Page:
5 Reasons To Visit ‘Van Gogh. Self-Portraits’ at the Courtauld

When we think of Van Gogh, swirling shades of cerulean, apricot and evergreen immediately come to mind. The artist, who came to define the modern art scene of the late 19th century, comes to life through the medium of portraiture in the Courtauld Gallery’s newest exhibition, The Morgan Stanley Exhibition: Van Gogh. Self-portraits.

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5 Reasons To Visit The Morgan Stanley Exhibition: Van Gogh. Self-Portraits at the Courtauld Gallery

1. Van Gogh. Self-Portraits is the Courtauld Gallery’s first exhibition since its reopening

The Courtauld Gallery reopened its doors in November 2021 following a three-year refurbishment project at Somerset House. The gallery’s last exhibition predates coronavirus, making the opening of The Morgan Stanley Exhibition: Van Gogh. Self-Portraits its first post-pandemic event. It is also the Courtauld Gallery’s first exhibition of 2022, and the first in a brand new exhibition program highlighting the work of artists like Edvard Munch, Henry Fuseli, Parmigianino, Helen Saunders and – of course – Vincent van Gogh.

The Exhibitionist: The Reopening of the Courtauld Gallery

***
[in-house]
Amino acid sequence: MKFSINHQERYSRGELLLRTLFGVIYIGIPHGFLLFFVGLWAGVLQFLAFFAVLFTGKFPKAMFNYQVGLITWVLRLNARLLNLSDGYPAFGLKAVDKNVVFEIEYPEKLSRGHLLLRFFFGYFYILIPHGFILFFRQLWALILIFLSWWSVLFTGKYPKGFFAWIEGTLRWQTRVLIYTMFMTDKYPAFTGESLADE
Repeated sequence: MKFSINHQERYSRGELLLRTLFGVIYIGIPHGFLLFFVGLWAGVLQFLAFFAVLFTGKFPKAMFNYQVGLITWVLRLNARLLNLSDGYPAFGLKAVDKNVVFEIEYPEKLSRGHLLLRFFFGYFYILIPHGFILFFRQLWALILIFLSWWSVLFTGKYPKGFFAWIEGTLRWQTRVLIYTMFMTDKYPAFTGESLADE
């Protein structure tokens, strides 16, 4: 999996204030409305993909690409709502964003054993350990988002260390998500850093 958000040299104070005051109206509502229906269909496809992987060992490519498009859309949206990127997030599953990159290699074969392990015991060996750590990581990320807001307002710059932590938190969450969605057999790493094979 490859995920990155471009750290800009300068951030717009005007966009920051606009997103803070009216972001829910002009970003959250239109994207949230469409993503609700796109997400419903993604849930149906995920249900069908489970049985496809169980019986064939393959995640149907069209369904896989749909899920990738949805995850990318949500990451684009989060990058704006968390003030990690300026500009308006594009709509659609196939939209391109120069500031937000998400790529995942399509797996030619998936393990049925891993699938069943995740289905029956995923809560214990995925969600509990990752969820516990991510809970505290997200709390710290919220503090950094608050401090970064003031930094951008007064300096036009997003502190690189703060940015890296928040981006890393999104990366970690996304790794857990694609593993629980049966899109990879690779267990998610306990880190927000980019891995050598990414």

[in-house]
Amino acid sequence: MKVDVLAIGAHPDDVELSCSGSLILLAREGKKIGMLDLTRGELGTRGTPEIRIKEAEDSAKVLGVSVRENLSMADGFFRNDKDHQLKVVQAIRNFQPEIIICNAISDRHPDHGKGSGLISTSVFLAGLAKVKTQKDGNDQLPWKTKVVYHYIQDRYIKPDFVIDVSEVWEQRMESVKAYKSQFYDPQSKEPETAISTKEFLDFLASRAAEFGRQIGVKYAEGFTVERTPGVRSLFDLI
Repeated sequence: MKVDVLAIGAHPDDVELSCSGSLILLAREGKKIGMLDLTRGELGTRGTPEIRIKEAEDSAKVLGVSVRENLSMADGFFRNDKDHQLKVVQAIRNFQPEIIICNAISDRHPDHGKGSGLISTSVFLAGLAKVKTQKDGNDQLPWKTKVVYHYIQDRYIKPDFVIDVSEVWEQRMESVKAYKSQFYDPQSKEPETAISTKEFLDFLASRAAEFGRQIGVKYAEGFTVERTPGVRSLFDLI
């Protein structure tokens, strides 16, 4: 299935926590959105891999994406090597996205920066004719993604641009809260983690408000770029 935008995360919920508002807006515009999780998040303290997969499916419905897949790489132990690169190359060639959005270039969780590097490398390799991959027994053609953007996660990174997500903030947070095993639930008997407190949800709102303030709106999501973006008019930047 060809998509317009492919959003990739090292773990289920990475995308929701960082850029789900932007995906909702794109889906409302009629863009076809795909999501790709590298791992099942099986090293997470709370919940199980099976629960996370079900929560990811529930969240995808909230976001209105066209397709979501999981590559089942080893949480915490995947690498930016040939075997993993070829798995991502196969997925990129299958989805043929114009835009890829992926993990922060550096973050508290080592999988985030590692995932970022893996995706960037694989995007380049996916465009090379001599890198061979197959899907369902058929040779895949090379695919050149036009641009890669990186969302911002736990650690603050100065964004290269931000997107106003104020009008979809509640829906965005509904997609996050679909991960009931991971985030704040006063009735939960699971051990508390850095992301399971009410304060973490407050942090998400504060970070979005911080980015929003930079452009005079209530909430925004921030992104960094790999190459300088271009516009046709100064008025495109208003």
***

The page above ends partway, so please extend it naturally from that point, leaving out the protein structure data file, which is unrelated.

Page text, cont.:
Vincent van Gogh (1853 - 1890), Self-Portrait with Gray Felt Hat, September - October 1887, Van Gogh Museum, Amsterdam (Vincent van Gogh Foundation)

Vincent van Gogh (1853 – 1890), Self-Portrait with Gray Felt Hat, September – October 1887, Van Gogh Museum, Amsterdam (Vincent van Gogh Foundation)

2. This is the biggest exhibition of self-portraits by Van Gogh in over 25 years

The Morgan Stanley Exhibition: Van Gogh. Self-Portraits brings together 16 self-portraits from across Van Gogh’s career, making it the largest exhibition of its kind in over a quarter of a century. Many of the artworks on show are from international collections, including the Van Gogh Museum, Amsterdam’s Rijksmuseum, the Art Institute of Chicago and our very own National Gallery. These paintings are rarely – if ever – lent to other galleries, and so their coming together marks a truly art-historic occasion.

3. It’s also the first exhibition exploring the full span of Van Gogh’s self-portraiture

Although a popular genre of art, portraiture isn’t always treated with the fuss it deserves. Despite Van Gogh’s prominence as painter, this is the first exhibition to bring together the artist’s self-portraits from across his career. In doing so, Van Gogh. Self-Portraits looks beyond more traditionally popular artworks, like ‘The Starry Night’ and ‘Café Terrace at Night’, in favor of something more personal to the artist: self-portraiture.

Van Gogh created 35 paintings and two drawings depicting himself during his lifetime, all of which were created between the spring of 1886 to September 1889. Through the exhibition, guests are encouraged to explore how the artist used self-portraiture as a tool for experimentation, psychological introspection and inner and outer identity construction.

4. Some paintings are being reunited for the first time since they left the artist’s studio